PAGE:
The S&P/TSX composite index fell 152.01 points to 11,361.2. Losses would have been much more severe had it not been for jump of almost seven per cent in the gold sector. As it is, the TSX fell 1.86 per cent this week, leaving the main index five per cent below where it started the year. The TSX Venture Exchange added 1.86 of a point to 1,291.59.
The U.S. Labour Department said the American economy only managed to create 69,000 jobs last month, far below the modest expectation for 158,000 jobs. The jobless rate edged up 0.1 of a point to 8.2 per cent.
The dismal employment data again reminded investors that the recovery from the 2008 financial collapse and subsequent recession remains slow.
"The job growth is disappointing but it is growth nonetheless so it is all consistent with that," said Robert Gorman, chief portfolio strategist at TD Waterhouse, who observed that recessions associated with credit crises are longer and deeper than average.
"But it is frustratingly slow — and that’s perhaps the operative phrase here — it’s a frustratingly slow grind as we gradually get out of the credit crisis."
The TSX and the dollar also failed to find lift from another report showing Canadian economic growth met expectations for the first quarter, rising at an annualized rate of 1.9 per cent.
But the report showed Canadian economic growth faltered at the end of the quarter, with March growth coming in at 0.1 per cent, lower than the 0.3 per cent reading economists expected.
The loonie closed down 0.6 of a cent to a five-and-a-half-month low of 96.21 cents US as traders sold off riskier assets such as resource-based currencies, commodities and equities and sought safety in U.S. Treasuries. The 10-year U.S. Treasury yield dropped below 1.5 per cent for the first time ever, falling to 1.46 per cent late in the afternoon.
U.S. markets retreated as the Dow Jones industrial average plunged 274.88 points to 12,118.57, leaving the blue chip index under water for the year.
The Nasdaq composite index was down 79.86 points to 2,747.48 and the S&P 500 index slid 32.29 points to 1,278.04.
Markets were already poised for a rough ride Friday after China’s state-affiliated Federation of Logistics and Purchasing had earlier reported that its purchasing managers index, or PMI, fell 2.9 percentage points to 50.4 per cent in May, just above the 50 level that signifies expansion. The index was at 53.3 in April.
And HSBC’s index, which is adjusted for seasonal conditions and is more weighted toward export manufacturers, fell to 48.4 in May from 49.3 in April.
The European debt crisis is pinching China’s export manufacturers, while moves to control property prices have chilled spending on construction. Some analysts said the surveys suggest China’s economic growth will fall below eight per cent in the second quarter.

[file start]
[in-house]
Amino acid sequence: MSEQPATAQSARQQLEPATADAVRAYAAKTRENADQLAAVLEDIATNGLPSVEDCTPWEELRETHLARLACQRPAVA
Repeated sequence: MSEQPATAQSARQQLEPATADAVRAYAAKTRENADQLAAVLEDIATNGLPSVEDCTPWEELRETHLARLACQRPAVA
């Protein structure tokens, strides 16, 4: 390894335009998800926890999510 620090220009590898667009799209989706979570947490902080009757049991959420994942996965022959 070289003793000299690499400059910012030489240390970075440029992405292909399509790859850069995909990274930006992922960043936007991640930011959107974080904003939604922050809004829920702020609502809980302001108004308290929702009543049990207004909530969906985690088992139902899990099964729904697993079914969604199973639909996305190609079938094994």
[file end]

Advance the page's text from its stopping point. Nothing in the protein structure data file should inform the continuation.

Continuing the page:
This was a double shot of bad news as China has been an important element in helping the global economy recover from the recession that followed the 2009 financial collapse.
The energy sector led losses, down 3.26 per cent as crude prices fell below the US$84 a barrel level after worries about a slowing global economy, the eurozone crisis and a higher U.S. dollar combined to drive oil down 17 per cent last month.
The July contract on the New York Mercantile Exchange fell $3.30 to US$83.23 a barrel. Suncor Energy (TSX:SU) fell 56 cents to US$27.47 and Canadian Natural Resources (TSX:CNQ) gave back $1.10 to $28.56.
The financials sector was also a major weight, down 2.84 per cent with TD Bank (TSX:TD) $2.19 lower to $76.88 while CIBC (TSX:CM) lost $1.62 to $70.45.
The base metals sector also gave back gains, down 1.45 per cent as the July copper contract on the Nymex fell five cents to US$3.31 a pound after dropping 12.43 per cent in May. Copper is widely viewed as a key economic barometer as it is used in so many industries and China has been the biggest purchaser of the metal. Lundin Mining (TSX:LUN) lost six cents to $4 while First Quantum Minerals (TSX:FM) shed 34 cents to $17.75.
The gold sector ran ahead as bullion prices turned positive after the jobs data with the August contract up $57.90 to US$1,622.10 an ounce. Goldcorp Inc. (TSX:G) jumped $3.23 to $40.93 while Barrick Gold Corp. (TSX:ABX) improved by $3.06 to $43.65.
Weak data from Europe was one more reason for traders to keep to the sidelines Friday. A survey on Europe’s manufacturing sector was decidedly downbeat, falling to 45.1 points, with the measure for Germany, which had grown steadily throughout the debt crisis of the past two years, hitting a 35-month low of 45.2.
Analysts said the figures suggested the region would experience an even deeper economic downturn than previously forecast.
The gloomy data further darkened the mood among investors, who have been increasingly spooked by the possibility that the 17-country eurozone might break up.
The head of the European Central Bank drove home those concerns on Thursday when he told EU leaders that the currency union is unsustainable in its current form.
The euro fell almost seven per cent in May and hit a new two-year low of US$1.2322 before rising to $1.2426.
The likelihood of Greece leaving the euro grew in early May when parties opposed to the terms of the country’s financial rescue won at the polls. New elections are planned for next month.
This week, Spain became the new focus of the crisis after its borrowing rates soared to nearly seven per cent, a level that is considered unsustainable as worries grew about the stability of the country's banks.